Wednesday, December 07, 2016


If we are to properly protect the world ocean that makes up 71% of our planet, one of the most vital and important regions to conserve is the Coral Triangle.

 Also dubbed the "Amazon of the seas", it is now recognised to be the world's most biodiverse marine environment - a biological epicentre for the world ocean, producing larvae and species that migrate and restock other areas of the planet.

The Coral Triangle -  1.6% of the planet’s ocean - is a roughly triangular area of 5.7 million square kilometres (2,200,000 sq mi) of the tropical marine waters of  Indonesia, Philippines, Malaysia, Solomon Islands, Papua New Guinea and Timor-Leste (formerly East Timor).

In each eco-region of the Triangle, the waters contain at least 500 species of reef-building corals. The area as a whole contains 76% of all known coral species in the world and 100,000 kms of coral reefs - 29% of the world total..  

These provides a habitat for more than 3,000 species of coral reef fish, the highest diversity in the world

The waters are also home to the biggest fish in the world, the whale shark and the remarkable living fossil, the coelacanth.

The most important reproductive areas for yellowfin, skipjack and bigeye  tuna are in the Triangle

They also host six of the world’s seven marine turtle species.

In addition, the region also provides critical migration and feeding routes for whales and other cetaceans including the giant Blue Whale.
The Coral Triangle also has the greatest extent of mangrove forests in the world.


The Coral Triangle sits at a crossroads of rapidly expanding populations, economic growth and international trade. The biodiversity and natural productivity of the Coral Triangle are under threat from poor marine management (primarily from the coastal development, and overfishing and destructive fishing), lack of political will, poverty, a high market demand and local disregard for rare and threatened species, and climate change (warming, acidifying and rising seas).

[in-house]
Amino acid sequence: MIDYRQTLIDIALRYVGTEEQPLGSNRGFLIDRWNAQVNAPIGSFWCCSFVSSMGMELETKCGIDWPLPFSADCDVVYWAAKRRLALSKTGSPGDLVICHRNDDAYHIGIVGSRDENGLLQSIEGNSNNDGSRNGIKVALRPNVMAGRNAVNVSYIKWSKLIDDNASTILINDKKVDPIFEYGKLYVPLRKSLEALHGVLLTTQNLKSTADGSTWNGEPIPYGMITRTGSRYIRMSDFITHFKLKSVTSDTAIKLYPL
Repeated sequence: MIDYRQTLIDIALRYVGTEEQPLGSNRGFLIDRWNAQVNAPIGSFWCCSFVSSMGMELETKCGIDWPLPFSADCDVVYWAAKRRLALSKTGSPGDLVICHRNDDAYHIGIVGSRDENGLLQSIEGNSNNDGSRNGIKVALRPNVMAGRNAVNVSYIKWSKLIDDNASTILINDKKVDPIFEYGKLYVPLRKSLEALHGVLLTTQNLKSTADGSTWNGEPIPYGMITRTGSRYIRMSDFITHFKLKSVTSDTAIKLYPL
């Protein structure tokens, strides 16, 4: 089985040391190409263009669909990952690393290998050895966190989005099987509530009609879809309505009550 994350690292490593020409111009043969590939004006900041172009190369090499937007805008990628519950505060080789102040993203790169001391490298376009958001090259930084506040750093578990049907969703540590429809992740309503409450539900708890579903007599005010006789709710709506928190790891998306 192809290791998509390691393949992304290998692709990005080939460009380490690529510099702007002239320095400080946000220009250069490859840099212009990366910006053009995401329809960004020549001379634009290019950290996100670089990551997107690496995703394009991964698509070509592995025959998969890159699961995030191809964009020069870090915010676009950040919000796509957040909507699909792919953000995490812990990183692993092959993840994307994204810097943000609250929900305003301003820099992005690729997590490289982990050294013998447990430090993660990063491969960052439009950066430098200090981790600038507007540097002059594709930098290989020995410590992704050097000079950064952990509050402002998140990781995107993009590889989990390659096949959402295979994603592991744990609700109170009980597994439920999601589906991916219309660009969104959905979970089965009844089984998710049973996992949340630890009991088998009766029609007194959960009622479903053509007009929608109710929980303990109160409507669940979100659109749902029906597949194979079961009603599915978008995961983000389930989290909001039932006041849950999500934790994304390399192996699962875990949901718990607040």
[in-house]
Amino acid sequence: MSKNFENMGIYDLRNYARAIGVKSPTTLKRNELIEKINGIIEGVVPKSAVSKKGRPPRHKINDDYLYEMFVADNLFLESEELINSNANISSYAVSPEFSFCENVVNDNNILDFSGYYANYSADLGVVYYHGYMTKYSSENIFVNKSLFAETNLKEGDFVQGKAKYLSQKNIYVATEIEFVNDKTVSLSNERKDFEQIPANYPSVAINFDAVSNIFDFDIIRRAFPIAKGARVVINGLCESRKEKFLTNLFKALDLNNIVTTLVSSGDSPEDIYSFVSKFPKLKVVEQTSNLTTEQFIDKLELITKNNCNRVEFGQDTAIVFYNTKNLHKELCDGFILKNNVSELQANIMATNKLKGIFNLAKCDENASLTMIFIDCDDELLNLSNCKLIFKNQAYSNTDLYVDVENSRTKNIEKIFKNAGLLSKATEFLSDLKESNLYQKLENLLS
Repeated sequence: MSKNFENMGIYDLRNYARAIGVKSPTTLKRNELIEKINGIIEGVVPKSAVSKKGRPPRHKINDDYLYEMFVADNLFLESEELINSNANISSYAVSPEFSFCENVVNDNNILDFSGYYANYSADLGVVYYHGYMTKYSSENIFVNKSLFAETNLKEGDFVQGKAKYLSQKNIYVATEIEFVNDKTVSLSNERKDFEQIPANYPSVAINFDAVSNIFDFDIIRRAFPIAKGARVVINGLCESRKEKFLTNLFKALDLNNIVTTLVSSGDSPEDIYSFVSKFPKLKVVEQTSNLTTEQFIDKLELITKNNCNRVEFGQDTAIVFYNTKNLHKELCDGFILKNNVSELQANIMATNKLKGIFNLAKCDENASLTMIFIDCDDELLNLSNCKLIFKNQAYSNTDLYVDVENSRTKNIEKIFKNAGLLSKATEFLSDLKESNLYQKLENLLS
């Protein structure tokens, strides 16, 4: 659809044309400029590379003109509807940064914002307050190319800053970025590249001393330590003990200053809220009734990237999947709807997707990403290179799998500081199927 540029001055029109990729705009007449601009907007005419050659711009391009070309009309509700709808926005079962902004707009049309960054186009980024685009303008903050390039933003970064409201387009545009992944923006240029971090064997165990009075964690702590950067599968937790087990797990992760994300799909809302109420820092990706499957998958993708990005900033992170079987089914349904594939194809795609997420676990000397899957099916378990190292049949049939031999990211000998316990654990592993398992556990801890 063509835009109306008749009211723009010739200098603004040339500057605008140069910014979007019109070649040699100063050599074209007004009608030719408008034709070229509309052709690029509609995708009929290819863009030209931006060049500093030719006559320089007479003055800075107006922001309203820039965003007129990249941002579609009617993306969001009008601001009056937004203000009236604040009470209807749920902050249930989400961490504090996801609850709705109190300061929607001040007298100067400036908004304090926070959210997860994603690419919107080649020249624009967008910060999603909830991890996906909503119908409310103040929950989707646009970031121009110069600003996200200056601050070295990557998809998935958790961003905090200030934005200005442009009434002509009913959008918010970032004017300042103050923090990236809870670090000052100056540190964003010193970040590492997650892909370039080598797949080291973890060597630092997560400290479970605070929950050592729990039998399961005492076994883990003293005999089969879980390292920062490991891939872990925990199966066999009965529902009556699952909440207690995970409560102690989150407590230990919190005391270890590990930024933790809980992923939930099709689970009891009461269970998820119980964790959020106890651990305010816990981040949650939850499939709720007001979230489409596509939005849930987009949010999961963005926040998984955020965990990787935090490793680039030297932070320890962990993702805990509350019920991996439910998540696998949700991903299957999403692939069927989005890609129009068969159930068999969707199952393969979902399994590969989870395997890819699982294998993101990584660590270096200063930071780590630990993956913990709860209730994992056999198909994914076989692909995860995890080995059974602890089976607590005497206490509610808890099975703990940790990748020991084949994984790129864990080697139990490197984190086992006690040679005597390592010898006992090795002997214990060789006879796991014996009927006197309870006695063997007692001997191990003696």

An estimated 120 million people live within the Coral Triangle, of which approximately 2.25 million are fishers who depend on healthy seas to make a living. These threats are putting at risk livelihoods, economies and future market supplies for species such as tuna. 

According to the Coral Triangle Knowledge Network, about $3 billion in fisheries exports and another $3 billion in coastal tourism revenues are derived as annual foreign exchange income in the region.

The value of just a one-kilometre stretch of coral reef in the region can be as high as US$1.2 million, considering the goods and ecosystem services it provides.

Studies have highlighted the alarming decline and mass bleaching of coral cover in this region. Healthy reefs in the Triangle are estimated to be able to produce up to 40 metric tons of fish per year.

Worldwide coral reefs occupy less than one quarter of 1% of the marine environment and are home to more than 25% of all known marine fish species

Oceans provide around 50% of the oxygen we breathe, primarily through phytoplankton living in the water. Therefore life in our oceans is critical. Our very survival is dependent on the Coral Triangle’s survival.

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